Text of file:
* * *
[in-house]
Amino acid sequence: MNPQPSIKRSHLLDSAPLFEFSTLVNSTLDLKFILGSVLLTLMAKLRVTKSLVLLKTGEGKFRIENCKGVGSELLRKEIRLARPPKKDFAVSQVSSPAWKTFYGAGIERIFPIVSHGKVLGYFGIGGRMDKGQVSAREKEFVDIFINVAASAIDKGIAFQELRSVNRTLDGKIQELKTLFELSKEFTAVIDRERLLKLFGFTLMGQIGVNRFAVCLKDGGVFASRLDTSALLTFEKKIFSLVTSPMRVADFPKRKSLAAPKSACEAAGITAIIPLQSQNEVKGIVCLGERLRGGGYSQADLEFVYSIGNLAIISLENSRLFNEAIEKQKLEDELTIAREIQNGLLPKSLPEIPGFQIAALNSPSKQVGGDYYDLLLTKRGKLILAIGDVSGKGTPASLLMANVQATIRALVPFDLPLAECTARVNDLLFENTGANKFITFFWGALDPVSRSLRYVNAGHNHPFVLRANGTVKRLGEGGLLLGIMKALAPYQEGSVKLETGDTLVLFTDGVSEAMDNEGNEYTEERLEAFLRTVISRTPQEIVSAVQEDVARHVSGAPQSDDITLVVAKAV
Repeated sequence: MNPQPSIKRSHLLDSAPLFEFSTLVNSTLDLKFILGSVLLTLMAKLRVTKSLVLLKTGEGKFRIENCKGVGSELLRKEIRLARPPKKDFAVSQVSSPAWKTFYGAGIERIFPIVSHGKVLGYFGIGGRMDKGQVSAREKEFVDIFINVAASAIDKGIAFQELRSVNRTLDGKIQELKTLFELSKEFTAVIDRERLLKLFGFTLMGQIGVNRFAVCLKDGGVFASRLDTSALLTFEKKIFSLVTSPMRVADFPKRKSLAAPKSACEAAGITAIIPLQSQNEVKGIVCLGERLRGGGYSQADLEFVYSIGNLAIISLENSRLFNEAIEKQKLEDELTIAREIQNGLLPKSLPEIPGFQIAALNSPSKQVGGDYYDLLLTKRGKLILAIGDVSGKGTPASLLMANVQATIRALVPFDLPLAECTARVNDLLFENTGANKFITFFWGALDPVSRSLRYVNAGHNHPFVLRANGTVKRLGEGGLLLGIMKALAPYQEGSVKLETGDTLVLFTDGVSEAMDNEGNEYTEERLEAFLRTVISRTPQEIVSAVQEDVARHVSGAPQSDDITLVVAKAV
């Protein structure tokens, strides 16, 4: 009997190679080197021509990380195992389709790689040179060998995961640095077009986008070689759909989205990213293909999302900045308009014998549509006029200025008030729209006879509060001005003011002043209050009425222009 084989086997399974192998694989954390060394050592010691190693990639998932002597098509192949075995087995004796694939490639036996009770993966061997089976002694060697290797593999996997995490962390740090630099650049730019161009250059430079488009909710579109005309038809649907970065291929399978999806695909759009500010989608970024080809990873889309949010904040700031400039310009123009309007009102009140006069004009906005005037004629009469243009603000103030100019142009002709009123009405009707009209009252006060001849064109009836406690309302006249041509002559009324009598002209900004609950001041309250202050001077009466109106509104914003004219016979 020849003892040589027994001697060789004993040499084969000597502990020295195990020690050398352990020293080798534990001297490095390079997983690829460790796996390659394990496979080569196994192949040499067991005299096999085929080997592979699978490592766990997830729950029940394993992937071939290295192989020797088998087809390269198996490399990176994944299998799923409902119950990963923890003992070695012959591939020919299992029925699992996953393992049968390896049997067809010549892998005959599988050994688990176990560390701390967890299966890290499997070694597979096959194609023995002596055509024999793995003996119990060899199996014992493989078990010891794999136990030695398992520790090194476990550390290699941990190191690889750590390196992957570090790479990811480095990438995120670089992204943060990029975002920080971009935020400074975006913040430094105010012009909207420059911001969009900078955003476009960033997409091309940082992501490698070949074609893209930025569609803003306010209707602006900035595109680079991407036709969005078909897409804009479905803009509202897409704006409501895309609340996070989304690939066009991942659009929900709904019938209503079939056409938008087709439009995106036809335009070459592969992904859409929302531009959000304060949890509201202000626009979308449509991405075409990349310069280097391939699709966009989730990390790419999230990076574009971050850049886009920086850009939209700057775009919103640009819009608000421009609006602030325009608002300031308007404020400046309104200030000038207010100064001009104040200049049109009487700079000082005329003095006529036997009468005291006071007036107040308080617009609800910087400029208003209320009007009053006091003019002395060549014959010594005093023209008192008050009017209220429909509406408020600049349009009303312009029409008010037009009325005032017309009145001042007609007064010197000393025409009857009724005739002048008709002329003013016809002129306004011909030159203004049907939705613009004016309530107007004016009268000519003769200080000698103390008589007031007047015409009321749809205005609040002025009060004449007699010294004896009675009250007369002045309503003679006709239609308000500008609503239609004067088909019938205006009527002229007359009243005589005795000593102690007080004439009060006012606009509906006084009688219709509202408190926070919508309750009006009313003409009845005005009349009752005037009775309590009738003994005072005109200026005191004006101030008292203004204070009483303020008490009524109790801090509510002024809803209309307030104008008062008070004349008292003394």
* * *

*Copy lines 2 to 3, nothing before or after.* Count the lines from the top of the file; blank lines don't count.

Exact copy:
Amino acid sequence: MNPQPSIKRSHLLDSAPLFEFSTLVNSTLDLKFILGSVLLTLMAKLRVTKSLVLLKTGEGKFRIENCKGVGSELLRKEIRLARPPKKDFAVSQVSSPAWKTFYGAGIERIFPIVSHGKVLGYFGIGGRMDKGQVSAREKEFVDIFINVAASAIDKGIAFQELRSVNRTLDGKIQELKTLFELSKEFTAVIDRERLLKLFGFTLMGQIGVNRFAVCLKDGGVFASRLDTSALLTFEKKIFSLVTSPMRVADFPKRKSLAAPKSACEAAGITAIIPLQSQNEVKGIVCLGERLRGGGYSQADLEFVYSIGNLAIISLENSRLFNEAIEKQKLEDELTIAREIQNGLLPKSLPEIPGFQIAALNSPSKQVGGDYYDLLLTKRGKLILAIGDVSGKGTPASLLMANVQATIRALVPFDLPLAECTARVNDLLFENTGANKFITFFWGALDPVSRSLRYVNAGHNHPFVLRANGTVKRLGEGGLLLGIMKALAPYQEGSVKLETGDTLVLFTDGVSEAMDNEGNEYTEERLEAFLRTVISRTPQEIVSAVQEDVARHVSGAPQSDDITLVVAKAV
Repeated sequence: MNPQPSIKRSHLLDSAPLFEFSTLVNSTLDLKFILGSVLLTLMAKLRVTKSLVLLKTGEGKFRIENCKGVGSELLRKEIRLARPPKKDFAVSQVSSPAWKTFYGAGIERIFPIVSHGKVLGYFGIGGRMDKGQVSAREKEFVDIFINVAASAIDKGIAFQELRSVNRTLDGKIQELKTLFELSKEFTAVIDRERLLKLFGFTLMGQIGVNRFAVCLKDGGVFASRLDTSALLTFEKKIFSLVTSPMRVADFPKRKSLAAPKSACEAAGITAIIPLQSQNEVKGIVCLGERLRGGGYSQADLEFVYSIGNLAIISLENSRLFNEAIEKQKLEDELTIAREIQNGLLPKSLPEIPGFQIAALNSPSKQVGGDYYDLLLTKRGKLILAIGDVSGKGTPASLLMANVQATIRALVPFDLPLAECTARVNDLLFENTGANKFITFFWGALDPVSRSLRYVNAGHNHPFVLRANGTVKRLGEGGLLLGIMKALAPYQEGSVKLETGDTLVLFTDGVSEAMDNEGNEYTEERLEAFLRTVISRTPQEIVSAVQEDVARHVSGAPQSDDITLVVAKAV